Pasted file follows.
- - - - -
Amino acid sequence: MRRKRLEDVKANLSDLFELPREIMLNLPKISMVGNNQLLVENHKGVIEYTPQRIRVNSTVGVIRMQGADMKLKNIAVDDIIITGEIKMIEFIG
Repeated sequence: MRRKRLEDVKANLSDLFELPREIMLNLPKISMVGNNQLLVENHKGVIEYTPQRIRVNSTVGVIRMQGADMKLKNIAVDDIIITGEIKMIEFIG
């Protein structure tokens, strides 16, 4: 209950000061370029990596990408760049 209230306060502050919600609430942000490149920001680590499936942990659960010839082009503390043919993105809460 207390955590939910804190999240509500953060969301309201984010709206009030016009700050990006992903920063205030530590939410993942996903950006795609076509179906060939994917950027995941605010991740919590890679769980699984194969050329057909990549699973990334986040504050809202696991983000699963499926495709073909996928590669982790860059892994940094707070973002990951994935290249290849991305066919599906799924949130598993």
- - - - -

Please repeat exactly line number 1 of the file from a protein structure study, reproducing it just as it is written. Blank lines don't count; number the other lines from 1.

Amino acid sequence: MRRKRLEDVKANLSDLFELPREIMLNLPKISMVGNNQLLVENHKGVIEYTPQRIRVNSTVGVIRMQGADMKLKNIAVDDIIITGEIKMIEFIG